Linguistics

Linguistics is the study of the human language faculty, surely one of the most central components of human nature. We study language from a variety of perspectives, including the construction of illuminating descriptions of these extraordinarily complex systems, their acquisition by young children, their realization in the brain, how they change over time, among others.

We offer a major which emphasizes theoretical creativity and the ability to articulate insights in both written and oral presentation, preparing students to confidently engage complexity and to make sophisticated original contributions to intellectual inquiry more generally.

Requirements for the Linguistics Major

A total of 69 credits

  • Four core courses (24 credits)
    • LING 110 Introduction to Linguistics
    • LING 115 Introduction to the Theory of Syntax
    • LING 216 Generative Approaches to Syntax
    • LING 217 Phonetics and Phonology
  • Three 300-level courses (18 credits)
    • LING 315 Topics in Syntax (not offered in 2017-18)
    • LING 316 Topics in Morphology (not offered in 2017-18)
    • LING 317 Topics in Phonology (not offered in 2017-18)
    • LING 325 Syntax of an Unfamiliar Language
    • LING 340 Topics in Semantics
  • LING 399 and LING 400 (9 credits)
  • Three electives (18 credits)
    • At least two drawn from:
      • ASLN 111 Writing Systems (not offered in 2017-18)
      • ASLN 260 Historical Linguistics
      • CHIN 248 The Structure of Chinese in Translation (not offered in 2017-18)
      • LING 130 Sociolinguistics of Semitic Languages
      • LING 222 Case and Agreement (not offered in 2017-18)
      • LING 275 First Language Acquisition (not offered in 2017-18)
      • LING 280 Field Methods in Linguistics
      • LING 285 Japanese Linguistics in Kyoto Seminar: The Linguistics of the Japanese Writing System
      • LING 286 Japanese Linguistics in Kyoto Seminar: The Structure of Japanese
    • At most one drawn from:
      • CGSC 232 Cognitive Processes (not offered in 2017-18)
      • CS 202 Mathematics of Computer Science
      • CS 254 Computability and Complexity
      • CS 322 Natural Language Processing
      • ENGL 204 History of the English Language
      • PHIL 210 Logic
      • PHIL 223 Philosophy of Language (not offered in 2017-18)
      • PHIL 225 Philosophy of Mind
      • PSYC 234 Psychology of Language (not offered in 2017-18)
      • PSYC 362 Psychology of Spoken Words (not offered in 2017-18)
      • PSYC 366 Cognitive Neuroscience (not offered in 2017-18)
      • PSYC 375 Language and Deception (not offered in 2017-18)

Linguistics Courses

LING 110 Introduction to Linguistics The capacity to acquire and use natural languages such as English is surely one of the more remarkable features of human nature. In this course, we explore several aspects of this ability. Topics include the sound systems of natural languages, the structure of words, principles that regulate word order, the course of language acquisition in children, and what these reveal about the nature of the mind. 6 credits; FSR; Winter, Spring; Morgan Rood, Cherlon L Ussery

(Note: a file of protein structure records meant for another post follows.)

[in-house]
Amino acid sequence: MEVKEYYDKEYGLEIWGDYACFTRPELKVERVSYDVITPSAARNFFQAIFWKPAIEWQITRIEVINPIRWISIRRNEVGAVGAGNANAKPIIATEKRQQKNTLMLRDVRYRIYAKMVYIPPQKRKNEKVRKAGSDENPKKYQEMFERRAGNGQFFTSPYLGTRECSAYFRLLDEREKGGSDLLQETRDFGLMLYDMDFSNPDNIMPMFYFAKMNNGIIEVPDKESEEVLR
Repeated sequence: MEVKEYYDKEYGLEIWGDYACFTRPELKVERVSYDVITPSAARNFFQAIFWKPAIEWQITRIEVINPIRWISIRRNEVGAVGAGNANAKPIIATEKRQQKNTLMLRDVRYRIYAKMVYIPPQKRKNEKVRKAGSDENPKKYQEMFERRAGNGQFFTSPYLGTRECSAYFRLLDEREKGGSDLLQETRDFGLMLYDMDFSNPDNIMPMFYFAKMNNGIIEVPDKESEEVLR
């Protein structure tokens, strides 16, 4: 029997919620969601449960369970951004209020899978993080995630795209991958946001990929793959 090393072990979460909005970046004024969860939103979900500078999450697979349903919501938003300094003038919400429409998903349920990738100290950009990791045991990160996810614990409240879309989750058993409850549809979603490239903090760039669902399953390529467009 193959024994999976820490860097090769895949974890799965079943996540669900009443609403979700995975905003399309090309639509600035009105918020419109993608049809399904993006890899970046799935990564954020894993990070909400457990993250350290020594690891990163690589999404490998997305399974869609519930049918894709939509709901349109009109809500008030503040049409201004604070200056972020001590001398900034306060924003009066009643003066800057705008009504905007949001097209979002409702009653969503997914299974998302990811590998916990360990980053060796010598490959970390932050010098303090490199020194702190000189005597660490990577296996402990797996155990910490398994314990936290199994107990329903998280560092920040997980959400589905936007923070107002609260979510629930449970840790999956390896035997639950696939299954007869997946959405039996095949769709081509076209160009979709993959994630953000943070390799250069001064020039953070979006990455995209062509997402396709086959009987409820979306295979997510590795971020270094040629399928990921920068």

LING 115 Introduction to the Theory of Syntax This course is organized to enable the student to actively participate in the construction of a rather elaborate theory of the nature of human cognitive capacity to acquire and use natural languages. In particular, we concentrate on one aspect of that capacity: the unconscious acquisition of a grammar that enables a speaker of a language to produce and recognize sentences that have not been previously encountered. In the first part of the course, we concentrate on gathering notation and terminology intended to allow an explicit and manageable description. In the second part, we depend on written and oral student contributions in a cooperative enterprise of theory construction. 6 credits; FSR; Fall, Winter, Spring; Morgan Rood, Cherlon L Ussery
LING 130 Sociolinguistics of Semitic Languages This course is an introduction to the sociolinguistics of Semitic languages, particularly how language and society interact with respect to identity, ethnicity, politics and religion. Topics will include the wide breadth of Arabic language varieties and dialects with focus on Arabic diglossia (use of both Standard and colloquial Arabic dependent on social context) and code-switching (alternating between Arabic varieties and/or other languages in conversation). Language ideologies, including the Arabic language and its relation to Arab nationalism, as well as the revitalization of Modern Hebrew and its role in the Zionist movement will also be explored. Finally, the official status of both majority and minority Semitic languages will be investigated through the lens of language policy, politics and power. 6 credits; SI, IS; Spring; Morgan Rood
LING 216 Generative Approaches to Syntax This course has two primary goals: to provide participants with a forum to continue to develop their analytical skills (i.e. to 'do syntax'), and to acquaint them with generative syntactic theory, especially the Principles and Parameters approach. Participants will sharpen their technological acumen, through weekly problem solving, and engage in independent thinking and analysis, by means of formally proposing novel syntactic analyses for linguistic phenomena. By the conclusion of the course, participants will be prepared to read and critically evaluate primary literature couched within this theoretical framework. Prerequisite: Linguistics 115. 6 credits; FSR; Winter; Cherlon L Ussery
LING 217 Phonetics and Phonology Although no two utterances are ever exactly the same, we humans don't function like tape recorders; we overlook distinctions to which mechanical recording devices are sensitive, and we "hear" contrasts which are objectively not there. What we (think we) hear is determined by the sound system of the language we speak. This course examines the sound systems of human languages, focusing on how speech sounds are produced and perceived, and how these units come to be organized into a systematic network in the minds of speakers of languages. Prerequisite: 100-level Linguistics course. 6 credits; FSR; Fall; Mike Flynn